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Cataract Surgery | Oct 2011

Cataract With Glaucoma: Surgical Options

When is combined or sequential surgery indicated for these coexisting conditions?

The coexistence of glaucoma and cataract is a common occurrence that requires insight into the diagnosis and management of both conditions. The presence of a cataract can affect the ability to detect glaucoma, and cataract surgery can affect both intraocular pressure (IOP) control and the effectiveness of previously performed glaucoma surgery.

The management of coexistent glaucoma and cataract is a complex issue with several therapeutic options, and there is currently a dearth of clear guidelines based on evidence from the literature. When deciding how to manage patients with coexisting cataract and glaucoma, we must consider the impact of each condition on the diagnosis and treatment of the other, as well as the indications for a combined surgery versus cataract or glaucoma surgery alone.

THE IMPACT OF CATARACT ON THE EVALUATION OF GLAUCOMA

First, we must consider the extent to which the presence of a cataract may compromise the evaluation of the glaucomatous eye. The development of a cataract worsens the mean deviation across all tests of the visual field, including standard automated perimetry, frequency doubling perimetry, and short-wavelength automated perimetry. For this reason, visual field analyses are not considered reliable in cases of coexisting glaucoma and cataract. Also, some studies have indicated that the presence of a cataract may affect the visual field index or glaucoma progression index and the characterization of scotomas.1 Therefore, the presentation of a cataract may affect the decision to monitor versus operate on the glaucomatous eye.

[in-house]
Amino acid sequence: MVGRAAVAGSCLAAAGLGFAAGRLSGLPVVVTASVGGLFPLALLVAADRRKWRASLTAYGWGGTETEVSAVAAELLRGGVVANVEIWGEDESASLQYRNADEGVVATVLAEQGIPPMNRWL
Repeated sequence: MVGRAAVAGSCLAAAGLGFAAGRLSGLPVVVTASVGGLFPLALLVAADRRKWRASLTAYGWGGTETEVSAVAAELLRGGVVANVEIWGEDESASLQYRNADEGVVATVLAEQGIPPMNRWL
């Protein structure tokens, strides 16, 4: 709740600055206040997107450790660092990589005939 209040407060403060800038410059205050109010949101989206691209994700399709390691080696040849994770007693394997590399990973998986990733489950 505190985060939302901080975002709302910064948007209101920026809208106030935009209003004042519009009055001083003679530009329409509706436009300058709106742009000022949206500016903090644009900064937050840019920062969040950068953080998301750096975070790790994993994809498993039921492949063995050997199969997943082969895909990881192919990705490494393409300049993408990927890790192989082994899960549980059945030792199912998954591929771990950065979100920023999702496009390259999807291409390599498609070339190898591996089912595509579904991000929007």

The existence of a cataract may also obfuscate the evaluation of optic nerve structures and the retinal nerve fiber layer (RNFL). The use of optical coherence tomography (OCT) in assessing the RNFL of patients with cataract can cause an underestimation of the thickness of the RNFL and may lead to a false detection of progression with OCT due to the cataract. According to Mwanza and colleagues, 2 thinning of the peripapillary RNFL that is typically characteristic of glaucomatous progression may, in cases of coexisting cataract, be due instead to artifact from advancing cataract.

In another study, colleagues and I assessed the measurement of the RNFL using the GDx scanning laser perimeter (Carl Zeiss Meditec, Jena, Germany) in patients before and after cataract surgery.3We found a definite increase in the RNFL thickness after cataract surgery, and we concluded that the cataract was retarding the signal and leading to an underestimation of the parameters of the RNFL (Figures 1 and 2). Therefore, in the presence of a cataract, there may be a false underestimation of the thickness of the peripapillary RNFL, primarily due to a decrease in the signal-tonoise ratio.